20 Il n’y a pas, j’en suis maintenant persuadé, une histoire de la parole; mais il y a une histoire du silence que chaque mot relate.” Ibid., 15.
21 Le mot qui est formé de lettres et de sons garde la mémoire … de toutes les voix qui l’ont, au cours des années – et même des siècles – prononcé et répandu.” Ibid., 14.
22 Walter Benjamin’s best hope for translation is that it does not attempt to communicate the inessential nature of the text; bad translations communicate only that which is inessential (i.e., the communicable itself). See Walter Benjamin, “The Task of the Translator,” trans. Edmund Jephcott in Selected Writings, Vol. 1, 1913-1926, eds. Marcus Bullock and Michael W. Jennings (Cambridge: Belknap Press, 1996), 253-263.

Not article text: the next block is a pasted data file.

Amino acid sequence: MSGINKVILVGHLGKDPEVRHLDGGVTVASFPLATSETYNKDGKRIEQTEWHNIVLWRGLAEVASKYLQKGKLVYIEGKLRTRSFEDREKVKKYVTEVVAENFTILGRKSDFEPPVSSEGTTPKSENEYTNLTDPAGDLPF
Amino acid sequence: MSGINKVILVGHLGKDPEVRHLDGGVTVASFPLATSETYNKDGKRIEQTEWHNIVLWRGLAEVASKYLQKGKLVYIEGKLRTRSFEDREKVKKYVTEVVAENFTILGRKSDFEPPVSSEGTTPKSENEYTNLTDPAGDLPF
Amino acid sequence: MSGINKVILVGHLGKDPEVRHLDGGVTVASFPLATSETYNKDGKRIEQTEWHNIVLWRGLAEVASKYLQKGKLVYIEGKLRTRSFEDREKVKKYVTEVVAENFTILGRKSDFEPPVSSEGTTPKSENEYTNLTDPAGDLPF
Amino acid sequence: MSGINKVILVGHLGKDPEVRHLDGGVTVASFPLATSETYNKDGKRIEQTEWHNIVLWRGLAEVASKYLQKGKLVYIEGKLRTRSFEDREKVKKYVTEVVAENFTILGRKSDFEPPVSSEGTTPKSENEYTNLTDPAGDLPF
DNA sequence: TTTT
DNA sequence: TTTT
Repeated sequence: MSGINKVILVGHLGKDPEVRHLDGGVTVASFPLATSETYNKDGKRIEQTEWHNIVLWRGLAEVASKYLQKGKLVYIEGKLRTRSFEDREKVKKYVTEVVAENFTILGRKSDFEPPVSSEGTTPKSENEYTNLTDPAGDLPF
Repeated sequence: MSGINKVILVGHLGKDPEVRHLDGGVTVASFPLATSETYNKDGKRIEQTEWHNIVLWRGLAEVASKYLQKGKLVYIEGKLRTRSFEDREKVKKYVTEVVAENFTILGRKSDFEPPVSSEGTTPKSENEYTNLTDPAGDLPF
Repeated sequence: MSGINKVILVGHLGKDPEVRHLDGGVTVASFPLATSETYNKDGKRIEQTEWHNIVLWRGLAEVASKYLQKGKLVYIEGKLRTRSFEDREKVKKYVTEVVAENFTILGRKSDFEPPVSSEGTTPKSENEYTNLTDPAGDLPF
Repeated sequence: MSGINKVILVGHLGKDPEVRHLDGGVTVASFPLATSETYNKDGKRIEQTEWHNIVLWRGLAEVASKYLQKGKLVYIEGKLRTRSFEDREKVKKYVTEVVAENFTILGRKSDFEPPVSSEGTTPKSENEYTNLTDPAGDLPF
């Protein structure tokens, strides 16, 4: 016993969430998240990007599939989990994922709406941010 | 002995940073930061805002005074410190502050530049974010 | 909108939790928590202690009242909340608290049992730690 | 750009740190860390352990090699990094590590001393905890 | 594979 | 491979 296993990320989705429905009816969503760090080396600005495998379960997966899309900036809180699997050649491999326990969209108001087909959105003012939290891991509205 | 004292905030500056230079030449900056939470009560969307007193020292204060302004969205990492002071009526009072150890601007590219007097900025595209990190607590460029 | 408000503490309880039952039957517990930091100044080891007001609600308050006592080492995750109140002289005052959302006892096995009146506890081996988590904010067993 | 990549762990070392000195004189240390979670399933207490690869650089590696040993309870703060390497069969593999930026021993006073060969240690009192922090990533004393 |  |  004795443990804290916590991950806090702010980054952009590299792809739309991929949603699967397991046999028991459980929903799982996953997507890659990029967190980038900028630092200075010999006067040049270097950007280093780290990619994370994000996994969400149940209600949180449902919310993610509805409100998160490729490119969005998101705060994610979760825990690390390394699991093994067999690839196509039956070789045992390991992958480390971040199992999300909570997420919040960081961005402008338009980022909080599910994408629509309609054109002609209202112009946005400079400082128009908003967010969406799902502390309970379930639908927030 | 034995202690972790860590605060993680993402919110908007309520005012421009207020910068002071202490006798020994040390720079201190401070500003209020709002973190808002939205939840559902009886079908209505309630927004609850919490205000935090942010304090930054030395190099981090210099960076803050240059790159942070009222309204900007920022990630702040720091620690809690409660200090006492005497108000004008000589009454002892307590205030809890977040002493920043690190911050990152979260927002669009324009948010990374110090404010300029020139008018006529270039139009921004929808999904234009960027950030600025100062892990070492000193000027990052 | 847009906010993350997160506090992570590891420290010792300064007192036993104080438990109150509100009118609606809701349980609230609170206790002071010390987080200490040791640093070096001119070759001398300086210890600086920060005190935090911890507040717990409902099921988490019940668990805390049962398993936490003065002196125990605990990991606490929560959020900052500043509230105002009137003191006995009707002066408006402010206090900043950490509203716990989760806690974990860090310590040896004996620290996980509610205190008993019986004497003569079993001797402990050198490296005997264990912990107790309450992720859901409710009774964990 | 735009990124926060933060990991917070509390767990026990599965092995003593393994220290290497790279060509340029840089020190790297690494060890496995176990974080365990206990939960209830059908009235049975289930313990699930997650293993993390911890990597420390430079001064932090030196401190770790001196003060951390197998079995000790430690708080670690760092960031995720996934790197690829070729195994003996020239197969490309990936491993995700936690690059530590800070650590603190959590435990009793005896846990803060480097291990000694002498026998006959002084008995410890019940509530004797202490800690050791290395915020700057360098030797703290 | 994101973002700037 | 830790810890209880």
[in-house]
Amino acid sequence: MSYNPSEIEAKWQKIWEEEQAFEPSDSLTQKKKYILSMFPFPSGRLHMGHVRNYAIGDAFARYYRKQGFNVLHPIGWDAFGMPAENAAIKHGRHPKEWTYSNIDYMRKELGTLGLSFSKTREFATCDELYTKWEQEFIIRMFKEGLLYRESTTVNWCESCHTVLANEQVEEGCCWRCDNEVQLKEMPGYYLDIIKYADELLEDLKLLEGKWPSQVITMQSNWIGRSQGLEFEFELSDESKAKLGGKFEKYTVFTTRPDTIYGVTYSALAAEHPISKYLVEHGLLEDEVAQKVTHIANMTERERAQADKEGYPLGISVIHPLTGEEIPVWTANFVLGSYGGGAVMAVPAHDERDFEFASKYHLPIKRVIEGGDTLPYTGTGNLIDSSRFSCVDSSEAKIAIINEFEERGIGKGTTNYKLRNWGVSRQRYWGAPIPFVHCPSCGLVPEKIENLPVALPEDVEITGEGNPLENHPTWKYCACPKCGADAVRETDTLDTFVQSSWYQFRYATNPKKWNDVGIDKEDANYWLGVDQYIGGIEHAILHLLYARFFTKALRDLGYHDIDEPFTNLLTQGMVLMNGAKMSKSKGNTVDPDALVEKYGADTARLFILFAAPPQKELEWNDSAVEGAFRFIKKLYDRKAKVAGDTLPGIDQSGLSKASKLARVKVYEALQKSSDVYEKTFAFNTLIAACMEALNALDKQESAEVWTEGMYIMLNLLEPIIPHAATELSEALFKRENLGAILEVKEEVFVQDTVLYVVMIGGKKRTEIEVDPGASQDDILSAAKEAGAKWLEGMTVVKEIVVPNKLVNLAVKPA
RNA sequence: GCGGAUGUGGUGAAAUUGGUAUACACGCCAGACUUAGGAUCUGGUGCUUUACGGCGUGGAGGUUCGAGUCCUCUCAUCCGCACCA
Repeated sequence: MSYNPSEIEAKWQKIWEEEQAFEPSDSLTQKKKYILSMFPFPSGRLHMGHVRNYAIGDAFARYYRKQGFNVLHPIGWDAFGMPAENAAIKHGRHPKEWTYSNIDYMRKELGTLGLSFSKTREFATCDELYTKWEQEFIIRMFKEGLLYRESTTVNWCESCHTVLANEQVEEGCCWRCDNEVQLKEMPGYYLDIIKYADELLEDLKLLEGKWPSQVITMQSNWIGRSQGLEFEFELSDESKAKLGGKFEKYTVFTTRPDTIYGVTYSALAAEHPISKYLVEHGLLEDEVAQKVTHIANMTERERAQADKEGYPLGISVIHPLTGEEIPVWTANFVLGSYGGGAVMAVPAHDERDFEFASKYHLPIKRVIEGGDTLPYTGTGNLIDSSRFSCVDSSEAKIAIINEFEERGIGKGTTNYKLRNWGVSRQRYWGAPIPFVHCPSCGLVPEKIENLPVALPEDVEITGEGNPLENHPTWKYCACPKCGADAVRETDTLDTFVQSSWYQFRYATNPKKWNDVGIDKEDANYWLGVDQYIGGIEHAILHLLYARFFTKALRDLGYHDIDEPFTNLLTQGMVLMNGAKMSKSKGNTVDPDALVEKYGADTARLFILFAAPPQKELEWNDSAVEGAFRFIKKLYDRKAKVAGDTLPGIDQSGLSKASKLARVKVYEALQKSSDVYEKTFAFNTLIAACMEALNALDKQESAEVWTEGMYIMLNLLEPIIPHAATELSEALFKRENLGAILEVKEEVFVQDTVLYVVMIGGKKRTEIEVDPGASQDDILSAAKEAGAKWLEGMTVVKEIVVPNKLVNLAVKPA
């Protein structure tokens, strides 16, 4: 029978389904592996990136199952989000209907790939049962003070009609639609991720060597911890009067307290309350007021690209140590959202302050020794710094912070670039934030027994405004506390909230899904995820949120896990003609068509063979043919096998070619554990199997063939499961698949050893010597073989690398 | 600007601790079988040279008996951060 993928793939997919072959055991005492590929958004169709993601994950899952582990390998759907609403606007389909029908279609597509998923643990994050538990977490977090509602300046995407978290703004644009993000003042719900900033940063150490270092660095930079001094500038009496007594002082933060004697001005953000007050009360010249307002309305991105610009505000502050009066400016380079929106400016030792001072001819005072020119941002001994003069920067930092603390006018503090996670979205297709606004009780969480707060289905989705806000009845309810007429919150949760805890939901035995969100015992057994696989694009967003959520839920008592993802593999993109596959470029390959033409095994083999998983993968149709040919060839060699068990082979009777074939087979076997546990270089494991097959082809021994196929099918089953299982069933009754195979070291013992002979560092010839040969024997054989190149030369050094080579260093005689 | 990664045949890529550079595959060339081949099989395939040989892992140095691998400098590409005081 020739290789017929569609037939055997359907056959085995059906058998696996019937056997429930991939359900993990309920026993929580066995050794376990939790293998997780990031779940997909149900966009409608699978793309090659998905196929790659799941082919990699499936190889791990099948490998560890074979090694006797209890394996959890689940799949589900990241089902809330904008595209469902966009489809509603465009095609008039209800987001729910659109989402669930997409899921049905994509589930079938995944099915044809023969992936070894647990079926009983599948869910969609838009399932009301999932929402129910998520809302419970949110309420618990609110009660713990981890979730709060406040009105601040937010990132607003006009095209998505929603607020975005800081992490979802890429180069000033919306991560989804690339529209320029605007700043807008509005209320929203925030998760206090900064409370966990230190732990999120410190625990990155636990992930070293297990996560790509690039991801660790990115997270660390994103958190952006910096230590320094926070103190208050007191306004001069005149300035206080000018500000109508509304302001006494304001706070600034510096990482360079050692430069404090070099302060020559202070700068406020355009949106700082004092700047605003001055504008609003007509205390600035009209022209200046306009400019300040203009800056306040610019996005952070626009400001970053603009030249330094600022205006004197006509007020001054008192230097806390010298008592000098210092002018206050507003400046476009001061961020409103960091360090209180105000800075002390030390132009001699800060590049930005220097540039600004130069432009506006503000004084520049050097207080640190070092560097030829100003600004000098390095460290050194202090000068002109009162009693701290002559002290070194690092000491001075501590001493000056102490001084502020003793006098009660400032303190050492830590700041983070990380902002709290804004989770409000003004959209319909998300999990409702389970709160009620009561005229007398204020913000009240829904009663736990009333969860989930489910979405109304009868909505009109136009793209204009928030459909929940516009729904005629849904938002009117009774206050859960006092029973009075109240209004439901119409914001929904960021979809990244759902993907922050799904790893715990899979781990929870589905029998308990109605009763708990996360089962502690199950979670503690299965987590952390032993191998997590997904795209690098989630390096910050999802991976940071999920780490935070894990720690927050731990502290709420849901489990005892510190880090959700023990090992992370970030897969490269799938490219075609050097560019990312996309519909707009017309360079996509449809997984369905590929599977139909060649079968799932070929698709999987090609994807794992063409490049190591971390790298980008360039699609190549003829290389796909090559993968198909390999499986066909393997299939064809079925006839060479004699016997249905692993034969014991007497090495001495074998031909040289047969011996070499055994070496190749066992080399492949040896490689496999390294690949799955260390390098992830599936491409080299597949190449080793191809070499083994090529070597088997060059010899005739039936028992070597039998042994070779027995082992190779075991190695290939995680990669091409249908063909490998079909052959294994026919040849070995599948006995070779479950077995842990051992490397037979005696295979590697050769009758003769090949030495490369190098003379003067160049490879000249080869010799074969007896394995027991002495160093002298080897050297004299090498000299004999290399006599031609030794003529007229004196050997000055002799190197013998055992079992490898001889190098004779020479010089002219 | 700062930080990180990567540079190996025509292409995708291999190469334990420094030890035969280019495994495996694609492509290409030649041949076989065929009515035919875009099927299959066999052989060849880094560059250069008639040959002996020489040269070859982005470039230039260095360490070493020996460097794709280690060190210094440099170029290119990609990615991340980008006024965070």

23 Sa vie est écrite, dans la langue de son écriture, avec les mots de sa vie même et de la mort, qui est encore un mot.” Jabès, Memoire, 17.
24 Ibid., 20.


Frank Garrett is an independent philosopher, writer, and translator currently living in Dallas.